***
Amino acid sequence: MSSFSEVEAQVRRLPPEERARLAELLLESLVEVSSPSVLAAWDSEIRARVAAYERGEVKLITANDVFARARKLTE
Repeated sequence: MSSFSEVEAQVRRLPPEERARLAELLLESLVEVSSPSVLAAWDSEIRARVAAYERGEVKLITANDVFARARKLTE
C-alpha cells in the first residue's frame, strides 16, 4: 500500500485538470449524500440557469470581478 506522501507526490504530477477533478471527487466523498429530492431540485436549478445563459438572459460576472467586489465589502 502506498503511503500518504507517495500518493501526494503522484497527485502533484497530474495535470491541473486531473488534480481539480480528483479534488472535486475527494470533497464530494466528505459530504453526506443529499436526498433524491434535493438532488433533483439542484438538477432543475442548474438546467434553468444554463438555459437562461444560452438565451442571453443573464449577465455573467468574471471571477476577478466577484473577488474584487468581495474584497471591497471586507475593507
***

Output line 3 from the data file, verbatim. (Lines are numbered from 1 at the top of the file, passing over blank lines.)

C-alpha cells in the first residue's frame, strides 16, 4: 500500500485538470449524500440557469470581478 506522501507526490504530477477533478471527487466523498429530492431540485436549478445563459438572459460576472467586489465589502 502506498503511503500518504507517495500518493501526494503522484497527485502533484497530474495535470491541473486531473488534480481539480480528483479534488472535486475527494470533497464530494466528505459530504453526506443529499436526498433524491434535493438532488433533483439542484438538477432543475442548474438546467434553468444554463438555459437562461444560452438565451442571453443573464449577465455573467468574471471571477476577478466577484473577488474584487468581495474584497471591497471586507475593507